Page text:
Crossing of the Texas and New Orleans Railway and the San Antonio & Aransas Pass Railway
In 1876, the Texas Transportation Co. built tracks along the north bank of Buffalo Bayou between Clinton (now known as Galena Park) and downtown Houston. A few years later, these tracks came under Southern Pacific (SP) ownership and were assigned to its Texas & New Orleans (T&NO) subsidiary as the Clinton Branch. They proved valuable in serving port industries, particularly once the Houston Ship Channel was built.
The San Antonio & Aransas Pass (SA&AP) Railway entered Houston in 1888 from the west, crossing south of the downtown area and constructing a station at Polk Street. To make a connection with the T&NO main line near Englewood Yard, the SA&AP built an extension to the north, bridging Buffalo Bayou and crossing T&NO's Clinton Branch on the north side. On December 4, 1902, Tower 5 was authorized by by the Railroad Commission of Texas (RCT) for operation at this crossing with a mechanical interlocker having 12 functions (four home signals, four distant signals and four derails). Initially, RCT listed Tower 5 as being in "East Houston" but this was subsequently changed to "East of Houston", a location designation that persisted through the final detailed interlocker list published by RCT in 1931.
RCT files indicate that Tower 5 was discontinued on July 11, 1925 and then reinstated on March 10, 1927, but this period of discontinuance was never reflected in RCT annual reports. Other T&NO interlocker documentation explains that Tower 5 was "placed out of service July 11, 1925 account taking over the SA&AP Ry." This is consistent with the original RCT policy that required numbered interlockers only where two different railroads crossed. Once the SA&AP had formally been brought under T&NO control, the numbered interlocker was, in theory, no longer required, although this does not imply that the interlocking function was no longer needed. The T&NO documentation says that Tower 5 was "replaced in service as cabin interlocker on March 10, 1927...". Presumably, this was the date of the actual reactivation of the interlocker as a cabin-type system which would have required RCT approval. This may have been motivated by the approval process for Tower 121 in San Antonio, a Southern Pacific yard tower, in 1925. Tower 121 was the first "stand alone" single-railroad yard tower to be incorporated into the RCT numbering system, setting a firm precedent that interlocker approval was required, at least in some cases, where only one railroad was involved.
The 1928 RCT Annual Report was the first to list Tower 5 as an 8-function "mechanical-cabin". Cabin interlockers were used where the traffic was insufficient to justify a manned tower, typically in cases where one line was more heavily used and the other lightly used. By lining the interlocker to permit continuous movement on the busier track, trains on that line did not have to stop. When a train approached on the lightly used line, the crew would stop and manually throw the interlocker signals to permit passage over the crossing, warning oncoming trains on the busier line that the crossing was occupied. After crossing, the signals could be re-lined by the train crew to permit trains on the busier line to resume normal operations.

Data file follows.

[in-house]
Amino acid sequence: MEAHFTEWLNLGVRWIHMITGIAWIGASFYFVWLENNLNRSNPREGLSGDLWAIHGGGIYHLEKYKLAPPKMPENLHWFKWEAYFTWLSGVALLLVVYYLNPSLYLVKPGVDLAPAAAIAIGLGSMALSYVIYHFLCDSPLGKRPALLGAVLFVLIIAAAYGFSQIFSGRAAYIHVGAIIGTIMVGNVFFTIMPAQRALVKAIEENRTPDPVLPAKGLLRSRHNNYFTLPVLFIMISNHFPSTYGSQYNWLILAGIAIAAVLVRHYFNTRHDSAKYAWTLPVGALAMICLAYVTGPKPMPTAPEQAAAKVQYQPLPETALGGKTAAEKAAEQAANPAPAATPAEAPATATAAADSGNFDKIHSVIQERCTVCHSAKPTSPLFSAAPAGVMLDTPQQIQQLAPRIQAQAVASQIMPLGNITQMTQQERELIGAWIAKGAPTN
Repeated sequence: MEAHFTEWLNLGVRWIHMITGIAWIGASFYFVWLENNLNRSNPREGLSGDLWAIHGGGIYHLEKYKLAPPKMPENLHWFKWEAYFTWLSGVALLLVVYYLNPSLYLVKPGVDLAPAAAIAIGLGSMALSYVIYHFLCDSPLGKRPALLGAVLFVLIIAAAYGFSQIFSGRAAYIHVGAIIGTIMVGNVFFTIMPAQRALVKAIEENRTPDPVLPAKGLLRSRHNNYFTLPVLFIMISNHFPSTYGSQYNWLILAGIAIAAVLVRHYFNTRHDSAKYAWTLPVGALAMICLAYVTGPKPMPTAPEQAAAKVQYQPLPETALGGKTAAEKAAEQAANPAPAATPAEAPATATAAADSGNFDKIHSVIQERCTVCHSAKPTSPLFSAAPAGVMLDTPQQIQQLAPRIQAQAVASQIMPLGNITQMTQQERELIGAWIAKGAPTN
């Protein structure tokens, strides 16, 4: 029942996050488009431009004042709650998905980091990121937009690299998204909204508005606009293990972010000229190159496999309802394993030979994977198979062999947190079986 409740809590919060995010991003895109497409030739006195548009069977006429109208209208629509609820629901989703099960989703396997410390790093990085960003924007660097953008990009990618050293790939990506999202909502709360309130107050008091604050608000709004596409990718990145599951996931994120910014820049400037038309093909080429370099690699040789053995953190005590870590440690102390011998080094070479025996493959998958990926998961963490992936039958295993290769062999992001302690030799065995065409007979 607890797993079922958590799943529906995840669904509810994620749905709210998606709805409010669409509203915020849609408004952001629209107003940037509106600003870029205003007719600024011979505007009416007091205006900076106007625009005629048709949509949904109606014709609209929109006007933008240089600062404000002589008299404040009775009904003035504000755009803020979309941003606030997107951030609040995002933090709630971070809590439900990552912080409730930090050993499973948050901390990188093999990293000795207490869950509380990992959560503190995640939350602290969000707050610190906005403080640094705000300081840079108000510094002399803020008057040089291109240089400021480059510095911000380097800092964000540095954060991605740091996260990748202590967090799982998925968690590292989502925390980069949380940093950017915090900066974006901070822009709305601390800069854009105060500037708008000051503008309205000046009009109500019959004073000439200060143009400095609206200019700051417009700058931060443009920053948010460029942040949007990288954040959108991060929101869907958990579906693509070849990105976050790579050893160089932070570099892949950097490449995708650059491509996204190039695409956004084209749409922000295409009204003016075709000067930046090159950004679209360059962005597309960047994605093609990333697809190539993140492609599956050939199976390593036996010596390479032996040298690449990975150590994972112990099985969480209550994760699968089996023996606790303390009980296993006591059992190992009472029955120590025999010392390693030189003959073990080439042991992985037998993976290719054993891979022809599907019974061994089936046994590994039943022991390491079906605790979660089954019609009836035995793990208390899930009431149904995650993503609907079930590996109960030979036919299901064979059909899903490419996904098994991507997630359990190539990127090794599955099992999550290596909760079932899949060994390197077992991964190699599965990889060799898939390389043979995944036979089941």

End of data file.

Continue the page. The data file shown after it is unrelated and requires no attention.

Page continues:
Although Tower 5 became a cabin interlocker in 1927, it was a manned tower for many years prior. The 1924 Sanborn Fire Insurance map of Houston (below) shows a small, square two-story "office" structure standing alone at this railroad junction. Presumably this is Tower 5 for there would be no other reason for such a structure to be located near a railroad junction. RCT files state that Tower 5's interlocking functions were moved to Tower 139 in 1940.
Historic Map, Tower 5 Location
Above: The 1924 Sanborn map of Houston shows the T&NO line running east-west along Baron Drive, just north of Clinton
Drive, crossing the SA&AP line about 500 ft. east of the bridge over Ingram's Gully. Below: A magnification of the map
shows Tower 5 documented in the southwest quadrant of the crossing (lower right edge of the image) as a two-story "Off"
[office] structure. The doorway was located on the south side of the building, and the rectangular shape and the lack of an
externally-indicated staircase implies that the staircase was inside.
Site Photo, Tower 5 foundation (Jim King, December 2006)
Above: This crumbling concrete foundation was found at the northeast corner of the adjacent lot, precisely
where Tower 5 appears on the Sanborn map. It is not known whether the cabin interlocker that replaced
Tower 5 also used this foundation.
Track Chart, T&NO Clinton Branch (courtesy,
Above: This image extracted from a 1926 T&NO track chart of the Clinton Branch shows the T&NO
crossing the SA&AP west of Baer Jct., but also includes a closeup of this crossing in the upper left corner.
The Tower 5 location is indicated on the southwest corner of the diamond.
Additional Photos, Tower 5 Site (Jim King, December 2006) - click to
Communications poles line the former T&NO
right-of-way looking west toward downtown.
Tracks remain in place to the north. Westbound trains arrive
from the right edge of photo and curve north toward Englewood
Yard. The "S-curve" in the foreground appears to result from
increasing the radius of the connecting track from the east while
maintaining the original northbound grade. The condition and
use of this track is unknown.
Signals for the grade crossing of the tracks are visible
along the right-of-way to the east, leading to Baer Jct.
South of Clinton Drive, the SA&AP right-of-way is
now an unusual looking greenbelt heading toward